The fishing in Flamingo has become increasingly better over the past few years. Flamingo regulars are practicing catch & release more often and awareness of our impact on the Park is unusually high. I, for one, am very grateful of the improvements.
Most recently, I experienced a day on the water, which is as close to flats fishing nirvana as most will ever experience. In my fifteen years fishing the water within Everglades National Park, I can only remember a few days even close in comparison. It started as a typical Friday in the Park with few other boats and tons of mosquitoes. However, I should have known the day would be different with the site of Tarpon rolling for miles along the first shoreline we visited.
In the morning low-light condition, top water lures like the Rapala Skitterwalk did the trick. The first 30 minutes of the day yielded two upper slot Snook and numerous 15 lb. Tarpon. As soon as the Sun lit the water, jerk baits on weedless hooks received better attention. After catching what was more than our fair share of Tarpon (to 25 lbs), we ran East only to be stopped by a school of over 80 hungry Redfish. Shortly thereafter, we found schooling Snook in an area which typically only holds a few dozen. The day would continue with good numbers of hungry fish in each and every spot. Flamingo is a special place, but days like that set it far apart from everywhere else. After numerous Grand Slams and a very spoiled client, we mustered enough energy to make it back to civilization... but, just barely.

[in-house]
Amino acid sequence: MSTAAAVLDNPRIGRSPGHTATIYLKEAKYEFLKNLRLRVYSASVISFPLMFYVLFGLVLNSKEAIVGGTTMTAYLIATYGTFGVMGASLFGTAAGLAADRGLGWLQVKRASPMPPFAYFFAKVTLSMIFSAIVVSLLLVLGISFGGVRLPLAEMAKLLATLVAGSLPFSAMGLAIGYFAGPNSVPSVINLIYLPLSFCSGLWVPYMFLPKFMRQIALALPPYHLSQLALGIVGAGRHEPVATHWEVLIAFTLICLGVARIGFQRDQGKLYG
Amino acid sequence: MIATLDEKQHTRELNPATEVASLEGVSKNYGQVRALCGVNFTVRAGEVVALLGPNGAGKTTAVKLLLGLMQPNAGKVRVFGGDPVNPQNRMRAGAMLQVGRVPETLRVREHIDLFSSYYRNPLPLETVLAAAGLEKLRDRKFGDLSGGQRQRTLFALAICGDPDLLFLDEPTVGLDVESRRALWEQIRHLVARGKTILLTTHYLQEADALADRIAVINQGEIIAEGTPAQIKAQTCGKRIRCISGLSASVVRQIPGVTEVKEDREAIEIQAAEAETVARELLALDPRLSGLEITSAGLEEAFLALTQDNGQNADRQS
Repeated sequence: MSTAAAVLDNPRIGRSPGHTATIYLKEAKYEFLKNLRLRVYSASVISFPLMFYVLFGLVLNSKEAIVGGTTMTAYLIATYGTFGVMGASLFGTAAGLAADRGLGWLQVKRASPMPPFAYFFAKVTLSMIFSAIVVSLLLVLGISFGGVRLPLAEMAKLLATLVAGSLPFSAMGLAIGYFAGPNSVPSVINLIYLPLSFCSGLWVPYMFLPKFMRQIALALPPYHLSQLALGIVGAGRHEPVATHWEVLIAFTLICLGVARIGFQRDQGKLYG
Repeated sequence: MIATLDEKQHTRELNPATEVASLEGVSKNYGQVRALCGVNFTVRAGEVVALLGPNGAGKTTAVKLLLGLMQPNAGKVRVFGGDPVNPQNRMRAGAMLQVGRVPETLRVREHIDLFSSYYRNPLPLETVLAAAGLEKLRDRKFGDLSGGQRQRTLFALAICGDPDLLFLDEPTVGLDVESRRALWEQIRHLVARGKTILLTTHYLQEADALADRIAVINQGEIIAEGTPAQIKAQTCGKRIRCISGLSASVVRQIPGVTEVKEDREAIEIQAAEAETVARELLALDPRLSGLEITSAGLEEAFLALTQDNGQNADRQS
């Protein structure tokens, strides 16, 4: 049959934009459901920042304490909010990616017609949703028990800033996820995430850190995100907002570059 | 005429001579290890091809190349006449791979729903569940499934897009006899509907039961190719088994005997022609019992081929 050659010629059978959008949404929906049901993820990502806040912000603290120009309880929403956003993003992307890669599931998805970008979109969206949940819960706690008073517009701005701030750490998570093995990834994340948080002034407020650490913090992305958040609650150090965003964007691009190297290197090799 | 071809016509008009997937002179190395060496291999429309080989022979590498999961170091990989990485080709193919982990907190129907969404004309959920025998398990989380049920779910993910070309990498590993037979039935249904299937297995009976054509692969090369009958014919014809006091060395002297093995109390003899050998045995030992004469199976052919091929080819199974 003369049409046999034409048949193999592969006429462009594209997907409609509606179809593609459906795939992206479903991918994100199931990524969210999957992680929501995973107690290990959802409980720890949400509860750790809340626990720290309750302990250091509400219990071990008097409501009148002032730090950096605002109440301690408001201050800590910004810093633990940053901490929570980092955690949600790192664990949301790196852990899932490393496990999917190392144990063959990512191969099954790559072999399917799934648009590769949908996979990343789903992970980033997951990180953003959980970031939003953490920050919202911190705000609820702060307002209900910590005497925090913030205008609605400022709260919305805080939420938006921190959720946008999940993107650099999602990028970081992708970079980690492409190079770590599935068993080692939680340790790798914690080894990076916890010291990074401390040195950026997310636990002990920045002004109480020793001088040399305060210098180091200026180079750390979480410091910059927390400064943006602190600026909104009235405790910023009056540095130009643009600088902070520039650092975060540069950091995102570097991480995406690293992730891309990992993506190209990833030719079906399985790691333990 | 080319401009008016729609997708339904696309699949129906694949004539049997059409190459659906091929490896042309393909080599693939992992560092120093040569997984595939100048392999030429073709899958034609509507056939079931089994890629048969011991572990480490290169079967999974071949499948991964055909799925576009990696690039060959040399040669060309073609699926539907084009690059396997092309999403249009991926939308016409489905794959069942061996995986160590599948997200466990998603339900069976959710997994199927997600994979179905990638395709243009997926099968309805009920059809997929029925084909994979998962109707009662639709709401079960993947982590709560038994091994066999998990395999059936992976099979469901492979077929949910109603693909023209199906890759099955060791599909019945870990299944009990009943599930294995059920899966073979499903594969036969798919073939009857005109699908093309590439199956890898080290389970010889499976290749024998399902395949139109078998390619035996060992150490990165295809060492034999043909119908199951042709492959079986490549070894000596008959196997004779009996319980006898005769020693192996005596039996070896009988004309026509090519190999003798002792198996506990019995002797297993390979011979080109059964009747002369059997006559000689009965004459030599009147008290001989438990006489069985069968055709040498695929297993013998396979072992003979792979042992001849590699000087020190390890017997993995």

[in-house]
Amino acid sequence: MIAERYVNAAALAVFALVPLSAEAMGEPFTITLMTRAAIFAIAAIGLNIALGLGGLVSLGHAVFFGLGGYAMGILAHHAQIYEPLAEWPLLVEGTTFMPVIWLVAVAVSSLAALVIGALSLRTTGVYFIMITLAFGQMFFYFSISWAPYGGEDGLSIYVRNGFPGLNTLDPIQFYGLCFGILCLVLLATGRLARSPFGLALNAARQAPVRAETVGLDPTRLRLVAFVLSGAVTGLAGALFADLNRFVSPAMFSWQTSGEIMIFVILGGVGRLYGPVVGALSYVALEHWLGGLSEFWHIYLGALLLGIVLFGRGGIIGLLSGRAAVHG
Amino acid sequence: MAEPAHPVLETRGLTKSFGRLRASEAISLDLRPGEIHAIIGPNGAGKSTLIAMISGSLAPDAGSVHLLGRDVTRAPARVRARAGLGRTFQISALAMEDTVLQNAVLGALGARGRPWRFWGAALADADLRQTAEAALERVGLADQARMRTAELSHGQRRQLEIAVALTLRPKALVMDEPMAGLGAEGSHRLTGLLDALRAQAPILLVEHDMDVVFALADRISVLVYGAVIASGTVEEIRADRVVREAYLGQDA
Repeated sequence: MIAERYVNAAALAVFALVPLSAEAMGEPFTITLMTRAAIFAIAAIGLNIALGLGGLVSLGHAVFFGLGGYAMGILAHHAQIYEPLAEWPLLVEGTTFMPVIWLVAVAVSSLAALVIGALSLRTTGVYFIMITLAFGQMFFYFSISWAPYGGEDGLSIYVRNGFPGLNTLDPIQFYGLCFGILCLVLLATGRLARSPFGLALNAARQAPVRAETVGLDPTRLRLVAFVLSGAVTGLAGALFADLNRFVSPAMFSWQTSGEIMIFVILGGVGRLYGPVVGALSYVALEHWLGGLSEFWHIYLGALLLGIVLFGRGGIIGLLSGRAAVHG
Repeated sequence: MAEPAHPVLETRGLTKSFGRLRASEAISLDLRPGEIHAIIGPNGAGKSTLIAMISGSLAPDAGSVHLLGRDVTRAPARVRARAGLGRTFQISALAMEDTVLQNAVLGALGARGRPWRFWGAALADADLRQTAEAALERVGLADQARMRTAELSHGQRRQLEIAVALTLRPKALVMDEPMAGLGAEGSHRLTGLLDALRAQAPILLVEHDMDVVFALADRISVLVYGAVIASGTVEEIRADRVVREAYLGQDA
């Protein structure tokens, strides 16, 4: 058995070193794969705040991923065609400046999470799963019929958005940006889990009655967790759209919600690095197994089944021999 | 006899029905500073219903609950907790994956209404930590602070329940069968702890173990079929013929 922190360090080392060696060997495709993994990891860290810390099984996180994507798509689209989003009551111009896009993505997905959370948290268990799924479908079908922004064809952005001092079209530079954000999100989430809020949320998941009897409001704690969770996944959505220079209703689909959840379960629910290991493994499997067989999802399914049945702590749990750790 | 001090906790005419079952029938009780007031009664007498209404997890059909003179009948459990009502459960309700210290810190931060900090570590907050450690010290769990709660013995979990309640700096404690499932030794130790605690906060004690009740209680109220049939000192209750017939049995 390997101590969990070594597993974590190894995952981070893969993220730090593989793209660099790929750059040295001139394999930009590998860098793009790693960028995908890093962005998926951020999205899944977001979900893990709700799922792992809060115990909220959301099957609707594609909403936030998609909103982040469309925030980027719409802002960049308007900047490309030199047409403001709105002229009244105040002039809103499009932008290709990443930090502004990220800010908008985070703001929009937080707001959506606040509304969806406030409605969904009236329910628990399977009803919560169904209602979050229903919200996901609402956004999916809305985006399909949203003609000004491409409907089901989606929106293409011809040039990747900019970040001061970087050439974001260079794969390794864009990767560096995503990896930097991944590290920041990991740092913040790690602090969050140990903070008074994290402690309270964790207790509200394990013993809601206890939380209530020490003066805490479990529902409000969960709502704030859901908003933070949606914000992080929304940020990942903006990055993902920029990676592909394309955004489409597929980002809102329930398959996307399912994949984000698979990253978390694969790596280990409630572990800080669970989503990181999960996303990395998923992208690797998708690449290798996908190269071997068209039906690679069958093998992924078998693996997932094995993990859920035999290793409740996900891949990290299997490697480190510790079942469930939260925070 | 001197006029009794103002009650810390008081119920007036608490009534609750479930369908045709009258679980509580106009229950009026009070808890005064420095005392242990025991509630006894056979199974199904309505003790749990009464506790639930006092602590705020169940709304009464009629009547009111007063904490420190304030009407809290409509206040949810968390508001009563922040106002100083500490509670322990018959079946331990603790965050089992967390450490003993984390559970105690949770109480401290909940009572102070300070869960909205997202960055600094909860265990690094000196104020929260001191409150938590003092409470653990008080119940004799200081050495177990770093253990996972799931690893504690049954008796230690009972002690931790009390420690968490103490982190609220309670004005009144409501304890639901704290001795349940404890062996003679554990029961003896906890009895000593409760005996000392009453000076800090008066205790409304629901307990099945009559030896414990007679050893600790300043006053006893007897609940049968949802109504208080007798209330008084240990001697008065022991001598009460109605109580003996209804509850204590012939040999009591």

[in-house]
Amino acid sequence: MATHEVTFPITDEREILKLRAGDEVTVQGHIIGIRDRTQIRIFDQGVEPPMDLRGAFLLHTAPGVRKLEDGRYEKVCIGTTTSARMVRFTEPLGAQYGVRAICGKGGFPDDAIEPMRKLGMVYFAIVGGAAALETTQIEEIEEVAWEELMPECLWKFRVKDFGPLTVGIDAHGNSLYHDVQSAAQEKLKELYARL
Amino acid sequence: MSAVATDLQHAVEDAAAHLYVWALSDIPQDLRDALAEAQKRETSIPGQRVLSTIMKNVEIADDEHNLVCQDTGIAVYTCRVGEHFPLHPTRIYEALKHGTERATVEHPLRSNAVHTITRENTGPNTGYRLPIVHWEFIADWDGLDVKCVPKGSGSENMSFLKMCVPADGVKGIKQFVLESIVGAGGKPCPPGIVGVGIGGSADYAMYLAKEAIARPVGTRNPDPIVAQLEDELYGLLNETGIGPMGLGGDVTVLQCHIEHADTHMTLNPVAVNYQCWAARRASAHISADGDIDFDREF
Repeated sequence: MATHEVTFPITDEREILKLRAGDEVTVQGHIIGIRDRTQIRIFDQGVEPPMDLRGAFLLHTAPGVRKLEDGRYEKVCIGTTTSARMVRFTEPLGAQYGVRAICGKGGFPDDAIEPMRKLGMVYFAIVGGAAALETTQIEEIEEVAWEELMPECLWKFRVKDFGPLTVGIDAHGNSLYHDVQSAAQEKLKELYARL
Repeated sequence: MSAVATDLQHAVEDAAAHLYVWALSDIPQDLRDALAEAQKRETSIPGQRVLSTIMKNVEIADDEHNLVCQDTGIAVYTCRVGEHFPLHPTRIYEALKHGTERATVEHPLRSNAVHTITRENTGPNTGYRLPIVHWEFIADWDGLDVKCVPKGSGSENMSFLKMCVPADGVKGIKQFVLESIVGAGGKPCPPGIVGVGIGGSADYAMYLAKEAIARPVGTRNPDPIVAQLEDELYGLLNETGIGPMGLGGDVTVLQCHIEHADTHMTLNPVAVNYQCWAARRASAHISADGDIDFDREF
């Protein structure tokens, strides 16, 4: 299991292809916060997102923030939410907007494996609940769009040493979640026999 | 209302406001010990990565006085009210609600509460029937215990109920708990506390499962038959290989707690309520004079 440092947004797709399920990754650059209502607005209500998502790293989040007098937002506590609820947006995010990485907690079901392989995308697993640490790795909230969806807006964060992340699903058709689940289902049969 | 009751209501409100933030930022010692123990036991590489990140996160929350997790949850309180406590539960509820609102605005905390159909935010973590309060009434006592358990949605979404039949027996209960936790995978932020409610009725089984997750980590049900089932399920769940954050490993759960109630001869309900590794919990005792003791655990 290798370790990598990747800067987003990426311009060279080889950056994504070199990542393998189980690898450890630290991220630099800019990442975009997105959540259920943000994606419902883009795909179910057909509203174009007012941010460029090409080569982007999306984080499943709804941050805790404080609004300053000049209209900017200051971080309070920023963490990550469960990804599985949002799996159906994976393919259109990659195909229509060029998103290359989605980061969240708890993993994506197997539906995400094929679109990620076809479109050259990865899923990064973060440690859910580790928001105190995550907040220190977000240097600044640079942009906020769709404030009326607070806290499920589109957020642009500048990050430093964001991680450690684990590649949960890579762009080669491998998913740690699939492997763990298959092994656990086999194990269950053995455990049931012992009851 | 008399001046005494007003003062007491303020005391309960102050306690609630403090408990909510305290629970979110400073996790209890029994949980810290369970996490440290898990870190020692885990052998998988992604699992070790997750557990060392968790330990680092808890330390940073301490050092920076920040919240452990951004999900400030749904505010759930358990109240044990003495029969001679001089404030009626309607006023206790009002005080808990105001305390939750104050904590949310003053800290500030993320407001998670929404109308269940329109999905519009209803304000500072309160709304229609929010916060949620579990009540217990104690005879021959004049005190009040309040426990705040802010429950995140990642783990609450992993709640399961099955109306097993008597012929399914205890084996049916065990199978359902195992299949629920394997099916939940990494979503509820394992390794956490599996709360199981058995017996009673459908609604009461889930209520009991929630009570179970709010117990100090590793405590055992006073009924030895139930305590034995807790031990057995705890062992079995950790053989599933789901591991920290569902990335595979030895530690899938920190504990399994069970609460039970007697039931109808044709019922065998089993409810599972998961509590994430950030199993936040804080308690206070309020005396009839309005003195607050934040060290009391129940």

As long as the large hurricane and tropical storm systems continue to spare South Florida and the Everglades, I certainly expect to have very hungry fish on the flats for a while. I look forward to the next few weeks and the potential of multiple Grand Slam days in Flamingo.